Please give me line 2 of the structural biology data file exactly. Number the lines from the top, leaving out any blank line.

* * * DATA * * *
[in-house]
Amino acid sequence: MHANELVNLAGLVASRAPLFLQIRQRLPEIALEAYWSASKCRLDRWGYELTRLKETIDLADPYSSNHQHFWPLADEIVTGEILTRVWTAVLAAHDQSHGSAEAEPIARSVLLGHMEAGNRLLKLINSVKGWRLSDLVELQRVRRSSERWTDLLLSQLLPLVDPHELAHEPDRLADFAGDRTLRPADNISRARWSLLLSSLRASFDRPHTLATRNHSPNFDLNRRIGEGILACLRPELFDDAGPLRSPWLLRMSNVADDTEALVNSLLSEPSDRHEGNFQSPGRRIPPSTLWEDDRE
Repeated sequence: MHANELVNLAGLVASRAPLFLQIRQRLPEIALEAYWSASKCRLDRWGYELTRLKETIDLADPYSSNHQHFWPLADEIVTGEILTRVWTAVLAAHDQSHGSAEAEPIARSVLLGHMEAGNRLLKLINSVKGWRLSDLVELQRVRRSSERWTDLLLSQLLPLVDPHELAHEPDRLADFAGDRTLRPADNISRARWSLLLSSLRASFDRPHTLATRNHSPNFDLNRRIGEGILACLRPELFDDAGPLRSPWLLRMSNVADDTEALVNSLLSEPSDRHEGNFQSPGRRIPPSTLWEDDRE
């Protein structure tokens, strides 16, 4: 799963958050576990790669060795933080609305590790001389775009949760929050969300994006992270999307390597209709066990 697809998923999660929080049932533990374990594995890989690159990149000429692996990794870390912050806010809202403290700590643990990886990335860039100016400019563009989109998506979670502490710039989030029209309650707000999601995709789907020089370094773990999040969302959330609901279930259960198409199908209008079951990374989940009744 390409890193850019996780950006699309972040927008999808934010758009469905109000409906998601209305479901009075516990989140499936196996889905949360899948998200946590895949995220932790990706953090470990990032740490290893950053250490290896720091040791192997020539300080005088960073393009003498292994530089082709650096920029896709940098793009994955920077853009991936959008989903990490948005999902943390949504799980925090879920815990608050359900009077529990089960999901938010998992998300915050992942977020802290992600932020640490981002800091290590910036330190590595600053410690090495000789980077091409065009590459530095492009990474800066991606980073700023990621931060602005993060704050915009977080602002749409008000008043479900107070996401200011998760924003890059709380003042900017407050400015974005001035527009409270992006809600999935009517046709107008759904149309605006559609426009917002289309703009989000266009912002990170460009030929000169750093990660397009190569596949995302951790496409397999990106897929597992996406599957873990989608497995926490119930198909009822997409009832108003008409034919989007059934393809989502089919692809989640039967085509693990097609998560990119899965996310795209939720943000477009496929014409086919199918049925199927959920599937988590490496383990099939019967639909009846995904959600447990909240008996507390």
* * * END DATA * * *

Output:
Amino acid sequence: MHANELVNLAGLVASRAPLFLQIRQRLPEIALEAYWSASKCRLDRWGYELTRLKETIDLADPYSSNHQHFWPLADEIVTGEILTRVWTAVLAAHDQSHGSAEAEPIARSVLLGHMEAGNRLLKLINSVKGWRLSDLVELQRVRRSSERWTDLLLSQLLPLVDPHELAHEPDRLADFAGDRTLRPADNISRARWSLLLSSLRASFDRPHTLATRNHSPNFDLNRRIGEGILACLRPELFDDAGPLRSPWLLRMSNVADDTEALVNSLLSEPSDRHEGNFQSPGRRIPPSTLWEDDRE